Thursday, Jun 4, 2015Thursday, Jun 4, 2015

Amnesty urges Malaysia to end post-election crackdown

Published on May 24, 2013 4:30 PM
Activist Adam Adli is escorted by police at a courthouse in Kuala Lumpur on May 23, 2013. Malaysian police arrested several opposition politicians and activists on Thursday, launching a crackdown on dissent three weeks after an election exposed deep divisions in the country and sparked a series of opposition protest rallies. Adli was charged under the Sedition Act, which human rights group Amnesty International said this week should be abolished as it posed a "chilling effect" on freedom of expression. Adli was reported as saying at the forum that people should not wait another five years to "overthrow" the government. -- PHOTO: REUTERS

KUALA LUMPUR (AFP) - Global rights group Amnesty International urged Malaysia Friday to end its "post-election crackdown" which has seen four critics arrested in the aftermath of the government's worst electoral result.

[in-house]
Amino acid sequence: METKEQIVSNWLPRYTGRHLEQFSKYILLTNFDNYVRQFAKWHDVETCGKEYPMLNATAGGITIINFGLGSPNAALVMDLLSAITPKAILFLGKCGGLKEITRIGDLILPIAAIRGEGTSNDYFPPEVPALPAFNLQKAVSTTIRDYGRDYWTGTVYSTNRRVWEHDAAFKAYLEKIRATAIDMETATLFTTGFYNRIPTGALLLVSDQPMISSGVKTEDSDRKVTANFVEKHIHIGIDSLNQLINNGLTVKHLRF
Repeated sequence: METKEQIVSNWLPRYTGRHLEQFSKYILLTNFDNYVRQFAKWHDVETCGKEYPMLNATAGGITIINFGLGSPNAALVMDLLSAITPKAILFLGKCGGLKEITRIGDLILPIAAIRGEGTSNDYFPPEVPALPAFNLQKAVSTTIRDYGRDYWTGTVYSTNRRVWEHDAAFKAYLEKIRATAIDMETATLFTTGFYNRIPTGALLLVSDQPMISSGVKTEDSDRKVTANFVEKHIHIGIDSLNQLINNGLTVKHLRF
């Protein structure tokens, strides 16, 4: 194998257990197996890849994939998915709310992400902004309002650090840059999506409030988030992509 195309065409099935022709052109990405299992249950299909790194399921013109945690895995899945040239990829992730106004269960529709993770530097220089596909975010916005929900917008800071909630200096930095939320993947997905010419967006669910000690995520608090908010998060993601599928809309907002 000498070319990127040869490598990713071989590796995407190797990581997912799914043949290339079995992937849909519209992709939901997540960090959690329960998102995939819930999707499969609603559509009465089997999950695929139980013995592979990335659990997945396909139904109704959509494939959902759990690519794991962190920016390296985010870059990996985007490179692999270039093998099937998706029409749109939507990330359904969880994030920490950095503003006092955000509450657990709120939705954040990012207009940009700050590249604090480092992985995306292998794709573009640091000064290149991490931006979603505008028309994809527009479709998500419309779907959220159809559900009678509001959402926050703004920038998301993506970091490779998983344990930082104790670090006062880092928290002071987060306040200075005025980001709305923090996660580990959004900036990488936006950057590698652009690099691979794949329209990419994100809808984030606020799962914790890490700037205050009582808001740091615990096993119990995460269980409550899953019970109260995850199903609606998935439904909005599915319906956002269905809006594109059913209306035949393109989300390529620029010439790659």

The arrests made in the past week under the Sedition Act - which Prime Minister Najib Razak pledged last year to repeal - comes amid opposition claims that fraud marred the May 5 general election and cost them victory.

London-based Amnesty International said the two politicians, including an elected lawmaker, and two activists were arrested under the "repressive law... solely for peacefully expressing their political beliefs".

"Rather than abolishing the repressive sedition law as promised, the government is now using it against peaceful protestors," said its Asia-Pacific deputy director Isabelle Arradon in a statement.

Enjoy 2 weeks of unlimited digital access to The Straits Times. Get your free access now!